For centuries, opal was regarded as a stone of kings and the bringer of good luck. In modern times the opal has become the subject of much superstition and all but the black opal have earned a reputation of being unlucky. The fact that it is such a beautiful and unique stone has gone a long way to help opal owners to disregard the superstitions, yet they do remain.
George Kunz attributes the change in perception of this lovely gemstone to a novel by Sir Walter Scott, “Anne of Geierstein.” In the story, an enchanted princess wears an equally enchanted opal adornment in her hair. Its color changes to reflect her moods and tempers. At the climax of the story, holy water is sprinkled on the opal, which causes its fire to go out. The lady perishes.
This tale of bad luck befalling the wearer of an opal, combined with the fact that many gem workers refused to work on the fragile opal, (you break it, you’ve bought it,) seems to be the basis for the bad rap that haunts this lovely stone even today. The human imagination has expanded upon this theme, to the point where a lady told me the other day that it was VERY bad luck to wear an opal if it was not your birthstone.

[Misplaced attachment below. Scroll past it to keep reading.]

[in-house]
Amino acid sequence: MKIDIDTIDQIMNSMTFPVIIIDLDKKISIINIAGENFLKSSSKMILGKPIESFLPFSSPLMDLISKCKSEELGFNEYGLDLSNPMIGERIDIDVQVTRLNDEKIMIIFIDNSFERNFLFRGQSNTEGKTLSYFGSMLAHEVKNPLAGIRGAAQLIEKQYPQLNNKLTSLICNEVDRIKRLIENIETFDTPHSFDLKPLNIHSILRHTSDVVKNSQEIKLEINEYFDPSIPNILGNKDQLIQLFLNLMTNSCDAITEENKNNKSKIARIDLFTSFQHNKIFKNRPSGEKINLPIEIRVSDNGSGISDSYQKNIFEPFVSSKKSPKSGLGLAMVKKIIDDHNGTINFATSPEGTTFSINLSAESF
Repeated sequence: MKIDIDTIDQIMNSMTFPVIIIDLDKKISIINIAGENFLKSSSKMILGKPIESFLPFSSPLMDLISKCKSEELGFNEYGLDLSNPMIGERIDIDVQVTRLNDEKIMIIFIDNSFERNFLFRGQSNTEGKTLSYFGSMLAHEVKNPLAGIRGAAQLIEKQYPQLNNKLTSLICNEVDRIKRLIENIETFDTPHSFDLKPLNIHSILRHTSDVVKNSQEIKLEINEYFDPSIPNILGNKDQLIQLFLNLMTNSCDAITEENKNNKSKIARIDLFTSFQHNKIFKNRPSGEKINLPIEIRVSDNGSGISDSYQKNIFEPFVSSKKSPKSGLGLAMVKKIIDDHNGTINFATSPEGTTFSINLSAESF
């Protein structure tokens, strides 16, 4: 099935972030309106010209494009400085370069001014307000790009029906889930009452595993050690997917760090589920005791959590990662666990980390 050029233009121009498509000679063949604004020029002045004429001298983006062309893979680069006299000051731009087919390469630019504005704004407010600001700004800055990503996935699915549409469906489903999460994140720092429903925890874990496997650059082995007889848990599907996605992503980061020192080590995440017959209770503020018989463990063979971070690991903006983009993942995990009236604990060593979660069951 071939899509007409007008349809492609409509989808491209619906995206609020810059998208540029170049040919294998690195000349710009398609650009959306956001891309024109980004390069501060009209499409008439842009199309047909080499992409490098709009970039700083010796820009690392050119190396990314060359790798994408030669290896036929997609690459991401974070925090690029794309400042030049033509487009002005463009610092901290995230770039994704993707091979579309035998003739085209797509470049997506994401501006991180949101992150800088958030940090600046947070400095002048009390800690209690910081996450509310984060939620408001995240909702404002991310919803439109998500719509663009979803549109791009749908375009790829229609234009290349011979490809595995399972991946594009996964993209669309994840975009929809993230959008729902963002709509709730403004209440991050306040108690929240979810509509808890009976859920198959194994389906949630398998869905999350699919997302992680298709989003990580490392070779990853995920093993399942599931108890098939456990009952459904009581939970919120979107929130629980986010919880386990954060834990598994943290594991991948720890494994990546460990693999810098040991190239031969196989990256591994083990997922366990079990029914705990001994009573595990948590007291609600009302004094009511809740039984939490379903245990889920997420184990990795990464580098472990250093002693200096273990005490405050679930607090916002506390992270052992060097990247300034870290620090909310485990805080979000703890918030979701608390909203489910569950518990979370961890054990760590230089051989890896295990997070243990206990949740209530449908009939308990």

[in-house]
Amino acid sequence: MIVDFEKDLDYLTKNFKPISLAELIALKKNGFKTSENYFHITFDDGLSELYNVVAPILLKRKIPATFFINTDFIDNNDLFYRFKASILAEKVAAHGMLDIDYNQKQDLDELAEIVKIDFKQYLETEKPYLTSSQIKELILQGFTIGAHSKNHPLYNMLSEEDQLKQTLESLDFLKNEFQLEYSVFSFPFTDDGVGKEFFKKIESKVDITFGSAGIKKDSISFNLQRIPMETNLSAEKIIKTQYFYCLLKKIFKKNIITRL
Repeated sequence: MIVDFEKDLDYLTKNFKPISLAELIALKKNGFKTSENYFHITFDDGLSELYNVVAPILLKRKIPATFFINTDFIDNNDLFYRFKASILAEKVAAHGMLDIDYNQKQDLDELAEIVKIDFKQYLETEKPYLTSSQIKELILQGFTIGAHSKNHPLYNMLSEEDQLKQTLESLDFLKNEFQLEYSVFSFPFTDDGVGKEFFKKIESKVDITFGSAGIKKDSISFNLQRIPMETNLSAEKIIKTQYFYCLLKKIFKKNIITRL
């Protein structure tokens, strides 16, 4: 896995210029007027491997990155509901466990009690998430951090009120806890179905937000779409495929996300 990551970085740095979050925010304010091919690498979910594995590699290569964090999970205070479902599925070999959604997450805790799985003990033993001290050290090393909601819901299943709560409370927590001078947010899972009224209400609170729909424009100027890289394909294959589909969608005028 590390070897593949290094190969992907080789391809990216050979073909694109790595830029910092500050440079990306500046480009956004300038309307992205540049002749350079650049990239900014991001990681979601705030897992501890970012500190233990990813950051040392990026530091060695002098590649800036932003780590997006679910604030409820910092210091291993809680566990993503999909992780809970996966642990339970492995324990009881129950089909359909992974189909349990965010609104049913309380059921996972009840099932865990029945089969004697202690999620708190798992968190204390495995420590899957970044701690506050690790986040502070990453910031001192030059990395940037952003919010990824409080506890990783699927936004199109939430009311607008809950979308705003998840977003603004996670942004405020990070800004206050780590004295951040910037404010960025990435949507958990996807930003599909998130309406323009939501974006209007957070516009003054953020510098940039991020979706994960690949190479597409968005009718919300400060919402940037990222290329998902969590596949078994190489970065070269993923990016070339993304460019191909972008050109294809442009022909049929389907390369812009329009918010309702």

In ancient times, (the opal is actually a fairly modern stone), the opal was considered a stone of great benefit to the eye. It was worn to cure diseases of the eyes, as well as to render the carrier of the stone invisible to the eyes of others. To produce invisibility an opal would be wrapped in a fresh bay leaf and carried on the person. This supposed trait of invisibility earned the opal the designation of “patronus furum” or “patron of thieves.”
A more magical take on the invisibility theme, is that the opal aids in astral projection, a state in which one is definitely invisible. The inner fire of the fire opal is supposedly attractive to the forces that bring money. The cost of fine opals alone does point to the necessary presence of money. The darkness and depth of the black opal is thought to hold and release power for magicians in their magical workings. Of course, if they use this power for good or bad is up to the discretion of the magician in question, it has no bearing on the stone itself.
Once the stone of kings, second only to the emerald, the fragile opal has a personality and belief system surrounding it as varied and convoluted as the inner fires of the stone itself. The opal is still regarded as a stone of good luck, though superstitions do have a tendency to reinforce themselves in the minds of those who hold them.